UK donates less than tenth of promised vaccines to poorer nations
The UK has donated less than a tenth of the vaccines it promised to poorer countries while obtaining more doses from a global group set up to provide access to vaccines for developing countries for its own use, the People’s Vaccine Alliance has found.
Describing the move as “staggeringly selfish”, the group has urged the Prime Minister to end the “deadly stranglehold on global supply”.
And Scottish members are calling on First Minister Nicola Sturgeon to challenge the UK government for not meeting its commitments.
The new report published by the Alliance, which includes Oxfam Scotland, Christian Aid Scotland and Global Justice Now among its membership, found the UK government has only delivered 9.6 million doses of the vaccine.
It has promised to donate 100 million by June next year, but four months on it has only supplied less than 10 per cent of the total.
The report also found the UK had taken half a million doses from Covax, the organisation set up in partnership with the World Health Organization and Unicef to deliver equitable access around the world.
Jamie Livingstone, head of Oxfam Scotland, said: “Not only has the UK government utterly failed to deliver on its vaccine promises to poor countries, it’s been pilfering one of the only supplies they have access to whilst also blocking efforts to scale up production.
“This isn’t just staggeringly selfish but it’s also spectacularly short-sighted and will cost lives around the world and potentially here in Scotland too.
“The First Minister has a duty to speak out and call for the UK government to compel pharmaceutical companies to share their lifesaving vaccines and technology with the rest of the world.”
However, the UK government has said it remains on track to meet its commitment.
A spokesperson said: "The UK has already delivered over 10 million doses of Covid-19 vaccines, as part of the Prime Minister’s pledge to donate 100 million doses overseas by June next year.”
“The UK government’s funding of the development of the Oxford-AstraZeneca vaccine has enabled over a billion doses to be delivered at a non-profit price around the world, and as one of the first and largest donors, the UK helped establish the Covax scheme to ensure equal access to doses for all globally.”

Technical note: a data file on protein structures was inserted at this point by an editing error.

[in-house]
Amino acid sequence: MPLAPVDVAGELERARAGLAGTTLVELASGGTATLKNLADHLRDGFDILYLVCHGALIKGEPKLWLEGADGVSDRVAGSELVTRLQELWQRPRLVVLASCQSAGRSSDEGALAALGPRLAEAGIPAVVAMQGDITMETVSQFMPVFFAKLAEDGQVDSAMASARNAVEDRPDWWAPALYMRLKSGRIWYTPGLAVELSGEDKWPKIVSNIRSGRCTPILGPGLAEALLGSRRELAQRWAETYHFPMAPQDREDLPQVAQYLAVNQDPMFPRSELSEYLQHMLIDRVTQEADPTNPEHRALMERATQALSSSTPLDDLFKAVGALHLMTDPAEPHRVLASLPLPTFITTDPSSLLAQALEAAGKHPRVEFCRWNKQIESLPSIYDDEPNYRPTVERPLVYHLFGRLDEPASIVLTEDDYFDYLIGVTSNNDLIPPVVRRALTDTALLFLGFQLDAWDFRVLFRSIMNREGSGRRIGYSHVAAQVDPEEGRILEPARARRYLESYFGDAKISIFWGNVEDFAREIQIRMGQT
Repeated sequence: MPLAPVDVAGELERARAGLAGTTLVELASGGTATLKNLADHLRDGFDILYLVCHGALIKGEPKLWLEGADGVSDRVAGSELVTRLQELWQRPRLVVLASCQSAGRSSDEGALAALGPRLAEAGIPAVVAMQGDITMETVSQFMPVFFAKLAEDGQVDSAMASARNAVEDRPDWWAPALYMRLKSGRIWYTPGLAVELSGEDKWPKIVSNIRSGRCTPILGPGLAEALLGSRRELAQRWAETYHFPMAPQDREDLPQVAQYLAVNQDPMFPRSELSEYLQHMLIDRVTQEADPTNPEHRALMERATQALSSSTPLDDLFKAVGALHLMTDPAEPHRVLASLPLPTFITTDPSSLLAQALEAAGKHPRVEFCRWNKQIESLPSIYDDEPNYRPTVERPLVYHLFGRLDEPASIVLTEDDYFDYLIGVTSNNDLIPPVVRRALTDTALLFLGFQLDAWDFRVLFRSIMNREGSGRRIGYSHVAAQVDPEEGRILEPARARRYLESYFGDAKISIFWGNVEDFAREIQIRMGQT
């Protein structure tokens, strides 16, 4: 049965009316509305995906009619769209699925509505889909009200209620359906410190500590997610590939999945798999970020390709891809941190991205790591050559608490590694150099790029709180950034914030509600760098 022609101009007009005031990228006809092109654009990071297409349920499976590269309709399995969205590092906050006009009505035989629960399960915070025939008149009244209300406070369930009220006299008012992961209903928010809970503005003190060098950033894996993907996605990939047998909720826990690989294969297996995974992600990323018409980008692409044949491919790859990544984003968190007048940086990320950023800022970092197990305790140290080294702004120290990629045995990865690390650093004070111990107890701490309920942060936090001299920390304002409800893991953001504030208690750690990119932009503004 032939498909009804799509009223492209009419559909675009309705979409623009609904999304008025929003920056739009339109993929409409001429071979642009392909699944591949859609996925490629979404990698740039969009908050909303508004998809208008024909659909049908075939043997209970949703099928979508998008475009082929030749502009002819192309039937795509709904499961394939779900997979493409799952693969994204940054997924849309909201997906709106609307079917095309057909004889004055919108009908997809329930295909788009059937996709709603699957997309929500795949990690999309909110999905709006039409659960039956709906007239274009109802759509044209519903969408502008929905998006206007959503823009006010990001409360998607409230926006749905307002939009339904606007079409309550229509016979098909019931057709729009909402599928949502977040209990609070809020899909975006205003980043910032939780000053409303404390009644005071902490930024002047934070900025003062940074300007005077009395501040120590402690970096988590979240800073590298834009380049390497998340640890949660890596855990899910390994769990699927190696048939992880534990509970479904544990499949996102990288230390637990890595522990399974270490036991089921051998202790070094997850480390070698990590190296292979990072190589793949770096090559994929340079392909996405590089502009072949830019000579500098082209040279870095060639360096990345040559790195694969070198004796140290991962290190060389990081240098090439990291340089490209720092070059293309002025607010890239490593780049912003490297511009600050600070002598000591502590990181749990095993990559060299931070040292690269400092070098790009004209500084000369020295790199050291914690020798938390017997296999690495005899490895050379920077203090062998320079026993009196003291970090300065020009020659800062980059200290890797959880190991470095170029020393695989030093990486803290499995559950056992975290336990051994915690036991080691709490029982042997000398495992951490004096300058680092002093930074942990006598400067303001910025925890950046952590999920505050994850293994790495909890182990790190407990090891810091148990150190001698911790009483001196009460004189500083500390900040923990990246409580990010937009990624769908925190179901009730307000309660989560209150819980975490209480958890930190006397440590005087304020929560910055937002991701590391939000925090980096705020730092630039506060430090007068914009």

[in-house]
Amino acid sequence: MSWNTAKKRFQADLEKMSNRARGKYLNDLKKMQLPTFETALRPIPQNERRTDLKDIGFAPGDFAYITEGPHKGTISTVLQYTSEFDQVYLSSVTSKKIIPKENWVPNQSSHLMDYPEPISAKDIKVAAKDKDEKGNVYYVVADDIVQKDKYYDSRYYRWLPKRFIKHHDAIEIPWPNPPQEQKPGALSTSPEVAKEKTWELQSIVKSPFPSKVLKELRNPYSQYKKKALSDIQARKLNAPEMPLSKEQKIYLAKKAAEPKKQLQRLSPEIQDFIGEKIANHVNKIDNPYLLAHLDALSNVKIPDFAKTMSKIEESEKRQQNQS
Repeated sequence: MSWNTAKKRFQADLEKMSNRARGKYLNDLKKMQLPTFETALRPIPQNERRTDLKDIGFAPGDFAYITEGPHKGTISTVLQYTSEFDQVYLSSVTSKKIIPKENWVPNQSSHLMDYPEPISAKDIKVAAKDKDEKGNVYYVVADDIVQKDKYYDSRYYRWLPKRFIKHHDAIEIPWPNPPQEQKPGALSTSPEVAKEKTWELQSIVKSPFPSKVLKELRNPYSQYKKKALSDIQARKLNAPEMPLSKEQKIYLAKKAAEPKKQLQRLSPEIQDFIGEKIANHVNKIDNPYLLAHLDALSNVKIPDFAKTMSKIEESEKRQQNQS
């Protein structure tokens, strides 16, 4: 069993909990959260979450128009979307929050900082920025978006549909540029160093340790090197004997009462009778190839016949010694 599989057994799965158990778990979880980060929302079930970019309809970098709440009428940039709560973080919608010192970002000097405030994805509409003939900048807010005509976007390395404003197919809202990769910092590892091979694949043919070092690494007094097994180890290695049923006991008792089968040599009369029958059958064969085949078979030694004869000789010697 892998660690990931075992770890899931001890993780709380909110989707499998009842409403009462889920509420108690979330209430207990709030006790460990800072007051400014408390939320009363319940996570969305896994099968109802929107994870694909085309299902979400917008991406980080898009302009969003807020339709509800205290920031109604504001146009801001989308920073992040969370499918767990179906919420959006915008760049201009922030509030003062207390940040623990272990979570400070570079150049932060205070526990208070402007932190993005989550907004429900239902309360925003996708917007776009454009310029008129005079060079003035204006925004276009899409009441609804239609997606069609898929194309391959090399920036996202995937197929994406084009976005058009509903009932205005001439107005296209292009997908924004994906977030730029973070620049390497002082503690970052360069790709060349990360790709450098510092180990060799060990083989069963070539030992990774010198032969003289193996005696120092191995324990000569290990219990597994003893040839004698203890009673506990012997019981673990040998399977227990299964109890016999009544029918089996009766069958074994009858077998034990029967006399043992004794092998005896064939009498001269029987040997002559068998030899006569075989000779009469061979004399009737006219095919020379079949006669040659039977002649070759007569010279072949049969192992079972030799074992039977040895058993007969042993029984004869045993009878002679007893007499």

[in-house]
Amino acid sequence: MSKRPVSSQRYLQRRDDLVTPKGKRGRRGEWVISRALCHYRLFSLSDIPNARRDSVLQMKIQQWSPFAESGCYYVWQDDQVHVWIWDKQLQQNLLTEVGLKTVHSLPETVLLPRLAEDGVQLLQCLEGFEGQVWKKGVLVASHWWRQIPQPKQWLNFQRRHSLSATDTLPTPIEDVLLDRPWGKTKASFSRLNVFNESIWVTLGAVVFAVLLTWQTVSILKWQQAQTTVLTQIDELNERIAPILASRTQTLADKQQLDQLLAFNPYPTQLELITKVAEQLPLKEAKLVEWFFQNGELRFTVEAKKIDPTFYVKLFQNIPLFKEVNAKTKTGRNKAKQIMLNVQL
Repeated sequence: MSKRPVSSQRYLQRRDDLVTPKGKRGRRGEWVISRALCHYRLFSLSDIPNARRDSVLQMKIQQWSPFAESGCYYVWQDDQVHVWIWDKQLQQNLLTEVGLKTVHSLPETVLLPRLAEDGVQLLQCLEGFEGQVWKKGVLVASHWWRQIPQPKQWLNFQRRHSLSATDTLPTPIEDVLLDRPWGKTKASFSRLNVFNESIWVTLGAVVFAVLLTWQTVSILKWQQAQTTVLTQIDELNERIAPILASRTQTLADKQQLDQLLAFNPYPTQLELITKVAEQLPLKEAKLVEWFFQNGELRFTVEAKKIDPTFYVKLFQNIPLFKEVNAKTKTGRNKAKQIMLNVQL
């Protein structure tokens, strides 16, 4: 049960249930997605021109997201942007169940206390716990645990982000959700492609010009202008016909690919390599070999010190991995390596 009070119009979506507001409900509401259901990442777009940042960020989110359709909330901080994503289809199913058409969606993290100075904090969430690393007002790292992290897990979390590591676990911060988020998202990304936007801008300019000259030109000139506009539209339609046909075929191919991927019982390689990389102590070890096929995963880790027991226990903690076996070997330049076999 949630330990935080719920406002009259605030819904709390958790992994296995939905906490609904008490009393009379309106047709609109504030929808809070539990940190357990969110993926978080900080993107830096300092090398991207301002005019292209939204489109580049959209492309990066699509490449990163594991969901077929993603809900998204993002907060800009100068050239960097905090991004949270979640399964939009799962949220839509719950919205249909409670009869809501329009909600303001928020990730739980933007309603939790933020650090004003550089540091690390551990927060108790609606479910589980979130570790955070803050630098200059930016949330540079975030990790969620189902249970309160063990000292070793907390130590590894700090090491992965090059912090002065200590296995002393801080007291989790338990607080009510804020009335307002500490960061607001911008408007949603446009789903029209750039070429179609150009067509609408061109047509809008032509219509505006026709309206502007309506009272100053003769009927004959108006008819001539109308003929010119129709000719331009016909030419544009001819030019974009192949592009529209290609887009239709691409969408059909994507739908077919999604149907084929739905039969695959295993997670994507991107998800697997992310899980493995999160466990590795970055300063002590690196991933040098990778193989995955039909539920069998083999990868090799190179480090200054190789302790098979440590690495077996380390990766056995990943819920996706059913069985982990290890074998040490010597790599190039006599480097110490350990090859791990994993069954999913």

Several MSPs have backed a motion in the Scottish Parliament, lodged by Labour’s Sarah Boyack, urging the UK government to waive intellectual property rights over the vaccine to allow other countries to begin production.
This has been co-signed by SNP, Labour, Green and Lib Dem members, including Patrick Harvie and Lorna Slater who have since become ministers in the Scottish government.
Writing exclusively for Holyrood, Boyack said: “The ripple effect of the UK government opting to side with Big Pharma could prove deadly here in Scotland… Yet the First Minister has, so far, failed to explicitly back this call, despite the clear risks that vaccine inequality creates to Scottish lives and our country’s fragile recovery from the pandemic.”
Health secretary Humza Yousaf said the Scottish government continued to engage with UK counterparts on this matter.
He added: “Last year we gave £2.5m to Unicef to help vaccine distribution, rollout and online healthcare education, and have helped send vital medical equipment and humanitarian support to other countries. We are looking at how we might offer further support for vaccinations in Malawi, Zambia and Rwanda as part of our wider international development programme.
“This is while the UK government cuts aid – going back on a commitment to meet the UN target of 0.7 per cent of the gross national income – a deplorable decision that is hitting the world’s poorest and most marginal communities at a time of great need.”
Less than two per cent of people in low-income countries have been fully vaccinated, compared to 92 per cent of adults in Scotland.
Around the world, 1.8 billion doses of Covid vaccines were promised by rich countries but only 261 million (14 per cent) have been delivered so far.
A number of pharmaceutical companies also pledged to send doses direct to Covax. Of these, Pfizer has delivered on 40 per cent of what it promised, while 14 per cent of the AstraZeneca commitment has been handed over.
No doses have yet been donated by Johnson & Johnson or Moderna, according to the report.